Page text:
There are some flags for that, like cv2.EVENT_LBUTTONUP etc. Please check mouse_and_match.py in opencv/samples/python2 folder in the official OpenCV download. You can see how to use it in cv2. –  Abid Rahman K Nov 29 '12 at 18:55

Firstly, I think you need to check that your lower and upper bound is within the range of 0 to 255.

Secondly, your "temporal" variable is a "mask". It is set to 255 at location (x, y) if the pixel value at that location is within your lower and upper bound. It does not contain all the pixels that lies in the given range.

Below is some code I tried on a test image. Note that I made use of some numpy but converted to CvMat using cv2.cv.fromarray() to match your code.

#!/usr/bin/env python

import cv2
import numpy as np

def main():
    image = cv2.imread("forest.jpg")
    imageMat = cv2.cv.fromarray(image)
    dst = cv2.cv.fromarray(np.zeros((imageMat.rows, imageMat.cols), np.uint8))

    x = 250 # Manually set pixel location. You can get this from your mouse event handler.
    y = 500
    pixel = image[y, x] # Note y index "row" of matrix and x index "col".
    tolerance = 10
    # Ensure your bounds are within 0 and 255.
    lower = tuple(map(lambda x: int(max(0, x - tolerance)), pixel))
    upper = tuple(map(lambda x: int(min(255, x + tolerance)), pixel))
    # Get mask of all pixels that satisfy range condition and store it in dst.
    cv2.cv.InRangeS(imageMat, lower, upper, dst)

    mask = np.asarray(dst) # Convert back to numpy array.
    cv2.imshow("Mask", mask) # The mask indicating which pixels satisfy range conditions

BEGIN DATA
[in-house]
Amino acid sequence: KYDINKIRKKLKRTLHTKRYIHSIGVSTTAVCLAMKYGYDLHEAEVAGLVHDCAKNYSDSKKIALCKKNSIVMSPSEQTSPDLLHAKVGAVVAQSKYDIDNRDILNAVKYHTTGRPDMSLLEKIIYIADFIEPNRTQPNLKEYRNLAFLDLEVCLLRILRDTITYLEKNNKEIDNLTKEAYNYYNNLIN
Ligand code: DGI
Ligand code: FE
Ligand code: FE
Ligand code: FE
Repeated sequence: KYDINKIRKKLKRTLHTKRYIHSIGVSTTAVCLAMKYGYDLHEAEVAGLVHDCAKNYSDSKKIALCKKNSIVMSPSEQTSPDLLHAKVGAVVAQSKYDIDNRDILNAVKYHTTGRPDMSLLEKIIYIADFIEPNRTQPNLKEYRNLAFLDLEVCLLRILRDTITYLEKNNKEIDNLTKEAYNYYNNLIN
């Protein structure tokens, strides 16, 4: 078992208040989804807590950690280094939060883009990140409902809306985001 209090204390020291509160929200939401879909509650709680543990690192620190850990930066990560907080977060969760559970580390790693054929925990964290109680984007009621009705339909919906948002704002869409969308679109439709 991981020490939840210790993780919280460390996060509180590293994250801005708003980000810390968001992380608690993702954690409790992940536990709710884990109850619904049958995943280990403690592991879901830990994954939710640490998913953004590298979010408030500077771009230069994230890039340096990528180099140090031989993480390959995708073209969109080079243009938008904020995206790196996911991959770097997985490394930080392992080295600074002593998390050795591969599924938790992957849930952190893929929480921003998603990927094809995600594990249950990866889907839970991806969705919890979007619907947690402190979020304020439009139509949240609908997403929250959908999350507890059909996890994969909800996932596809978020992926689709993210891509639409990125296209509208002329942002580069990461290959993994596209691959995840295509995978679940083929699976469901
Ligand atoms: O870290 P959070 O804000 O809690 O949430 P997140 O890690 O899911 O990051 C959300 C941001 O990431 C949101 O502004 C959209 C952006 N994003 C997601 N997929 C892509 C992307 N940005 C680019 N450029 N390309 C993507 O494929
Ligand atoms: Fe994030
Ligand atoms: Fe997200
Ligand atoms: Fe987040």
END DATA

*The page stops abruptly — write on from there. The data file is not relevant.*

cv2.imshow("Image", image)
    extracted = np.zeros_like(image) # The pixels that satisfy range condition.
    extracted[np.where(mask)] = image[np.where(mask)]
    cv2.imshow("extracted", extracted)

    cv2.waitKey()

if __name__ == "__main__":
    main()

And this is the python2 version:

#!/usr/bin/env python

import cv2
import numpy as np

def main():
    image = cv2.imread("forest.jpg")
    x = 230 # Manually set pixel location. You can get this from your mouse event handler.
    y = 300
    pixel = image[y, x] # Note y index "row" of matrix and x index "col".
    tolerance = 30
    # Ensure your bounds are within 0 and 255.
    lower = map(lambda x: max(0, x - tolerance), pixel)
    upper = map(lambda x: min(255, x + tolerance), pixel)
    lower = np.asarray(lower)
    upper = np.asarray(upper)
    mask = cv2.inRange(image, lower, upper) # Notice we can just get mask without having to allocate it beforehand.

    cv2.imshow("Mask", mask) # The mask indicating which pixels satisfy range conditions
    cv2.imshow("Image", image)
    extracted = np.zeros_like(image) # The pixels that satisfy range condition.
    extracted[np.where(mask)] = image[np.where(mask)]
    cv2.imshow("extracted", extracted)

    cv2.waitKey()

if __name__ == "__main__":
    main()